A search for St Rose Press turned up an address and phone number in North Carolina.

    Not sure if it’s current, but I’m going to try calling.

  9. 9

    Is it OK to add a “What’s happened to…?” question of my own, here? I hope so. Anyway, I’ve been wondering what’s happened to Monica Jackson. All I’m getting for her webpage is a blank screen, her blog just says “Error establishing a database connection” and she didn’t answer an email I sent her. Of course, it could just be my computer having problems, but I’m a bit worried.

  10. 10
    detante says:

    Called the number, but there was no answer.  It rolled over to a standard answering machine message.  “Hello, no one is available to take your call. . .”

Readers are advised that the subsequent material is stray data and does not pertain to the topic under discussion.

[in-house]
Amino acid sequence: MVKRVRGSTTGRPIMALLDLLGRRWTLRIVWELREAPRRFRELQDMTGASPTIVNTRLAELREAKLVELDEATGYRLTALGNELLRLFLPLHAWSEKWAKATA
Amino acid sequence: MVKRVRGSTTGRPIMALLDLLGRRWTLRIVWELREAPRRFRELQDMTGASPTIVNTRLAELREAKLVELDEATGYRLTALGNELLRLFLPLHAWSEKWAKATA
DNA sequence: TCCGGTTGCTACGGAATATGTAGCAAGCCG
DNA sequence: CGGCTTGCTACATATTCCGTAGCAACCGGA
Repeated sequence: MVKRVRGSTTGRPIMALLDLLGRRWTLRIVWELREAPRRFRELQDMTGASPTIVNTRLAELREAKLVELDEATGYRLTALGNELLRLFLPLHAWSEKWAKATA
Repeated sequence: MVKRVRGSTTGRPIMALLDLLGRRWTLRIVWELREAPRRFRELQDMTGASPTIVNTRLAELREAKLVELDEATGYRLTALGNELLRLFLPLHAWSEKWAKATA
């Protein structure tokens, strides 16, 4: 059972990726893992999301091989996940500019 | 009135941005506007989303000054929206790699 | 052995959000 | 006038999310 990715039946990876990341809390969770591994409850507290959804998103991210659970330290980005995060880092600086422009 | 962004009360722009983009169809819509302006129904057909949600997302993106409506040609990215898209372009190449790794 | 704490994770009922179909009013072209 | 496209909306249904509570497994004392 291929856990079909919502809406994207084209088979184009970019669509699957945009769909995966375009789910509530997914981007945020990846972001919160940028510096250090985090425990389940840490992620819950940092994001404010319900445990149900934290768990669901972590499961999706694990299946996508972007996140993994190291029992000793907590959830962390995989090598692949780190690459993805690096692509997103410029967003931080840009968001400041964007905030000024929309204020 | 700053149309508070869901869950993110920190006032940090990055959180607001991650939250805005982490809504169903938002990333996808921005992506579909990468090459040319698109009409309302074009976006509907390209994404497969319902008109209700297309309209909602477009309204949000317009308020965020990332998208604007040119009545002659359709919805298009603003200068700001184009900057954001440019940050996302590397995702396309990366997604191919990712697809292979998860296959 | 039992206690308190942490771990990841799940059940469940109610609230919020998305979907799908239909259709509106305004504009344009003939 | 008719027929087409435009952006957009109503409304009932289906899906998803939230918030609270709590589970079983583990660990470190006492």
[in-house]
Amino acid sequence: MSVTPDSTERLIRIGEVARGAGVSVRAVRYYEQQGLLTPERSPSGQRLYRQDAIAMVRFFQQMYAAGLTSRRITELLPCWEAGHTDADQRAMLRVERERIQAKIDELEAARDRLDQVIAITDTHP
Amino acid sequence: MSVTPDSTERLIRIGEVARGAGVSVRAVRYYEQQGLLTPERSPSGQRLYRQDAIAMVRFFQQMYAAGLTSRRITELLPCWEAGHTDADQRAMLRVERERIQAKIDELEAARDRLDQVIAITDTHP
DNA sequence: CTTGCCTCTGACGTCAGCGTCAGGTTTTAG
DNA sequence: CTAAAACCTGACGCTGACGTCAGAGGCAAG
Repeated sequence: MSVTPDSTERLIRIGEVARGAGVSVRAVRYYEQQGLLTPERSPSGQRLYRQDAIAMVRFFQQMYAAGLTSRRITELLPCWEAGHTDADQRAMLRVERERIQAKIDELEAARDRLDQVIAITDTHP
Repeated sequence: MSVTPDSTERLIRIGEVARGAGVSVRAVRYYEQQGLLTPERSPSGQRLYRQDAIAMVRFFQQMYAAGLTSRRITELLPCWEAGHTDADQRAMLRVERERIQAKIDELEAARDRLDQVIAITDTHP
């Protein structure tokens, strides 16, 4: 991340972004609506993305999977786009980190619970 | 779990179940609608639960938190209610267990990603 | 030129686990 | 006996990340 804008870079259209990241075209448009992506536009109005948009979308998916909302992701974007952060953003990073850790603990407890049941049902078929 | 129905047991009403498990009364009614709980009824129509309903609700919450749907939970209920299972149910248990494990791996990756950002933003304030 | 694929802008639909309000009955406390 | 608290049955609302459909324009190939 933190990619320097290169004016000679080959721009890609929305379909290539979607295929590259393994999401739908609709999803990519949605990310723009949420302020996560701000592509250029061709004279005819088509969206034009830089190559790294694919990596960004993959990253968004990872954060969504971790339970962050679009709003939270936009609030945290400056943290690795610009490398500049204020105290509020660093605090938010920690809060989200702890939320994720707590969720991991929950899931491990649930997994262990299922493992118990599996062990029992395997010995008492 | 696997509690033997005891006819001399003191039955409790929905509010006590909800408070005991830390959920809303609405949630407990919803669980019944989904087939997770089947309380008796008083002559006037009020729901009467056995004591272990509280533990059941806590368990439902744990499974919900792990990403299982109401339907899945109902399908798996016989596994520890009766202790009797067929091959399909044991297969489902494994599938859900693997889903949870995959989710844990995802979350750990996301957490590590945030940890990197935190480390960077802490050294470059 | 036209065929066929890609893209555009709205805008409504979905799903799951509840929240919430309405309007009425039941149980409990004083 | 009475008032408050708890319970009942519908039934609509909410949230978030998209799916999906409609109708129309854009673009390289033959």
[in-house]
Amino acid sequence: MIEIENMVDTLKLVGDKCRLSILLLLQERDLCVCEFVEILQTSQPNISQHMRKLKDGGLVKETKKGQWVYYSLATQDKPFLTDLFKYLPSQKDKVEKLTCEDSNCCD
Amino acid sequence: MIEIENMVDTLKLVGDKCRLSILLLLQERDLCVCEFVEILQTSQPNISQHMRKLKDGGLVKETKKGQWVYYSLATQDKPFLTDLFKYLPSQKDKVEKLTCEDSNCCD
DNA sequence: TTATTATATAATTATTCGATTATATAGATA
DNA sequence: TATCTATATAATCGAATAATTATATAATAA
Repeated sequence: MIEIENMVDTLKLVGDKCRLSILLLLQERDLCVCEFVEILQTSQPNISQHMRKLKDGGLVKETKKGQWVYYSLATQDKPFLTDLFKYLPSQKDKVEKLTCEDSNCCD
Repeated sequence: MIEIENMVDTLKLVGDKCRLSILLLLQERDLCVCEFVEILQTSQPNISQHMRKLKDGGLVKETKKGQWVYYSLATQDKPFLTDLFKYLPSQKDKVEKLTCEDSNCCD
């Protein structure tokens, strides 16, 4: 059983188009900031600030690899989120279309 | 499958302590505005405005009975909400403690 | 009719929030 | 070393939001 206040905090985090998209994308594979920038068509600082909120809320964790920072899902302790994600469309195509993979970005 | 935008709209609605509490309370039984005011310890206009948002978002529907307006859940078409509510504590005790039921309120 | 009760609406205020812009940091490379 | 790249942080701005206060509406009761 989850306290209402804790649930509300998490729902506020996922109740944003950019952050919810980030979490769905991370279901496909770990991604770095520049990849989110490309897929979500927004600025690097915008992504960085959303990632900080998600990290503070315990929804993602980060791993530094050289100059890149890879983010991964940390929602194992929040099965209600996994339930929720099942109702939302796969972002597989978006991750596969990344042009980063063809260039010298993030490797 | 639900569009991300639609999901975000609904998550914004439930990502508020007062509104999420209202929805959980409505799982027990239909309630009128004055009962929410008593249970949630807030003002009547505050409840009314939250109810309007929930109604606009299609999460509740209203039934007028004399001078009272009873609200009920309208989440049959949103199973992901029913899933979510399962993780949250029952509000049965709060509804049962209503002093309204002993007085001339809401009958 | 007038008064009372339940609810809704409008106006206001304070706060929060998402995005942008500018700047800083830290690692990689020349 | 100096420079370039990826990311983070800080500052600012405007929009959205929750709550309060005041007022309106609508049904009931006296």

Probably not a valid business number any more.

  11. 11
    Kim says:

    Hey, I have a copy of that! I don’t remember who gave it to me, but it was the description of an “Alan Rickman-esque” sheriff that pulled me in.

    I’m sorry to say I have heard no more about Ms. Wilson.

  12. 12
    Esri Rose says:

    I found a Sue Wilson on Facebook, and she lists her location as “Nottingham.” I sent her a message saying that if she’s the gal who wrote Greenwood, people here are looking for her.

  13. 13

    Thanks for the help, guys!  I’d love to hear if you can find anything.  I also emailed Marie Dillon, the publisher of the old St. Rose press page at silkwisper @, and expressed condolences for how her page was shut down by AOL and hoped she’d remain active in the romance community.  However, I haven’t heard back from her either.